Legalize Ohio 2016, also known as Ohioans to End Prohibition, plans to continue to try to collect the 305,591 signatures of registered Ohio voters necessary by July 6 to qualify its issue for the November ballot. Its proposed constitutional amendment would legalize recreational and medical marijuana, as well as allow farmers to grow hemp.
Legalize Ohio 2016 President Sri Kavuru said his group will encourage its supporters to be involved in discussions at the Statehouse on the medical marijuana issue.... Kavuru said his group will encourage advocates to testify at the task force meetings and in town hall meetings state Senators plan to hold across the state.
Kavuru said he's hopeful the legislature will enact good legislation that establishes an industry and serves many types of patients. "At the end of the day, we do want reform for patients first," Kavuru said. "If they pass the right medical marijuana law, then it's not worth going through a ballot initiative. If they don't or we hear they're passing something we don't like, we'll continue with the initiative. The citizens' initiative process is there in case the government doesn't do what you want."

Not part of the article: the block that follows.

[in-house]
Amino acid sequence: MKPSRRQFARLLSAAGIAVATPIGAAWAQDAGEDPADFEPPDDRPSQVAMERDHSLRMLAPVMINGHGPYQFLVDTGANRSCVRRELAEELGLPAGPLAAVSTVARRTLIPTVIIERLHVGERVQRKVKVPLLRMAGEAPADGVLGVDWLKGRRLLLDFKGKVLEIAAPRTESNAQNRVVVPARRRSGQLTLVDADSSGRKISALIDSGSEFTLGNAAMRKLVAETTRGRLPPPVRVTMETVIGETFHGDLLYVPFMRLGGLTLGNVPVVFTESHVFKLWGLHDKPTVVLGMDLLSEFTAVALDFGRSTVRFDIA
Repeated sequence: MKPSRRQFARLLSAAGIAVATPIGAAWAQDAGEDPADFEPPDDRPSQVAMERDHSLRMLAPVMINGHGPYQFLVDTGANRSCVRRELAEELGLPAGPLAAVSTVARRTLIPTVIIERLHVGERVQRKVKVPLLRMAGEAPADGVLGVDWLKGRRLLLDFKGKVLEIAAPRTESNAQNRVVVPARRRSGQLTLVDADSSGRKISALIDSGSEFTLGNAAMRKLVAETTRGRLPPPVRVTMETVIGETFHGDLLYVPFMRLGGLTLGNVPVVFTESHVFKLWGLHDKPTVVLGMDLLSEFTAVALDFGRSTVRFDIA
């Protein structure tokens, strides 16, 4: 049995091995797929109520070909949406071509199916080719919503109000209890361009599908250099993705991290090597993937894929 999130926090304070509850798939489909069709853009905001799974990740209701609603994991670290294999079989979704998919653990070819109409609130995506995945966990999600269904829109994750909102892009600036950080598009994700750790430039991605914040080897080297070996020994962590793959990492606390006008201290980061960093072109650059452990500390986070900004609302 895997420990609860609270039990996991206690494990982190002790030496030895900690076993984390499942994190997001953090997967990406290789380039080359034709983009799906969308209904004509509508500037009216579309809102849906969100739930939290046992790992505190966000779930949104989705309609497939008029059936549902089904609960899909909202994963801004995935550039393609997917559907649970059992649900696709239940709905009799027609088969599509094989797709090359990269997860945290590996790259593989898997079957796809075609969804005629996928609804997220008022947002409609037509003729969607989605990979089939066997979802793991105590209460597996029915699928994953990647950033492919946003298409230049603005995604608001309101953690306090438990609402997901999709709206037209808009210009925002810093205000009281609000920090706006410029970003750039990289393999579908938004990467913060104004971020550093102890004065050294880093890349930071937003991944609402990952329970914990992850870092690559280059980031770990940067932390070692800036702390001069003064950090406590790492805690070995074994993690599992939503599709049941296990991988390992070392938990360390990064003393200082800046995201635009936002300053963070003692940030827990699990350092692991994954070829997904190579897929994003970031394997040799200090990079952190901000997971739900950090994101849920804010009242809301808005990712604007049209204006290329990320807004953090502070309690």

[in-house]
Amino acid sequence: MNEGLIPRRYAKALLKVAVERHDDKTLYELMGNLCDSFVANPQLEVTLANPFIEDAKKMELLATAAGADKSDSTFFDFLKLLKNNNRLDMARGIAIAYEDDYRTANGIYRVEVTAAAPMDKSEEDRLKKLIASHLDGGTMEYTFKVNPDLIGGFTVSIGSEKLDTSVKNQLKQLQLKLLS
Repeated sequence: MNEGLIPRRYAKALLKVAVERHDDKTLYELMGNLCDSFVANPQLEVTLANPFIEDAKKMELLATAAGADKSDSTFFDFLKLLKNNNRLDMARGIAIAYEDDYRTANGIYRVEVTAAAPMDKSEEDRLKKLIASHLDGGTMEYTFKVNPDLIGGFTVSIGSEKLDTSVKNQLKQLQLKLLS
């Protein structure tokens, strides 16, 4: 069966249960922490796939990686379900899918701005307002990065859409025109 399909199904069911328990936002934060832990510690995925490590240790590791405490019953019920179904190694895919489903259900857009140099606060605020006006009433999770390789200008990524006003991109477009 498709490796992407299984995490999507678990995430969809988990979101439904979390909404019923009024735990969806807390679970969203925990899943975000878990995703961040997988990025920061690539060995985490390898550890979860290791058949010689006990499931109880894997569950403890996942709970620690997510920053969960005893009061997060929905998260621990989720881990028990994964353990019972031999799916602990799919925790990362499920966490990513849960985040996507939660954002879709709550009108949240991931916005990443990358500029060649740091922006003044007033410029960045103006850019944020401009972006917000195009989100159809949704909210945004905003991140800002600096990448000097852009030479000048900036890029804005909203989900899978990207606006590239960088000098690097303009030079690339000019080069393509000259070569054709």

The group has collected about 80,000 signatures, Kavuru said, but many petition books are still in the field. Kavuru said the group, which has relied on volunteers thus far, will have the money to hire paid signature collectors. Legalize Ohio 2016 is the only recreational marijuana measure in motion....
Ohio Rights Group, which had been collecting signatures for a medical-only measure until it backed Issue 3, could still qualify for the November ballot. ORG President Mary Jane Borden said the group does not have the money to pay signature collectors or run a campaign and instead will focus on educating lawmakers about the benefits of medical cannabis....
A new, medical-only measure was filed Thursday with the Ohio attorney general. The Ohio Medical Cannabis Amendment, backed by longtime marijuana advocates Tonya Davis and Carlis McDerment, would allow people with a qualifying condition such as glaucoma or multiple sclerosis to purchase and use marijuana. If the proposed summary is cleared by the attorney general, the group will have to collect 305,591 signatures of registered Ohio voters to put the measure on the ballot.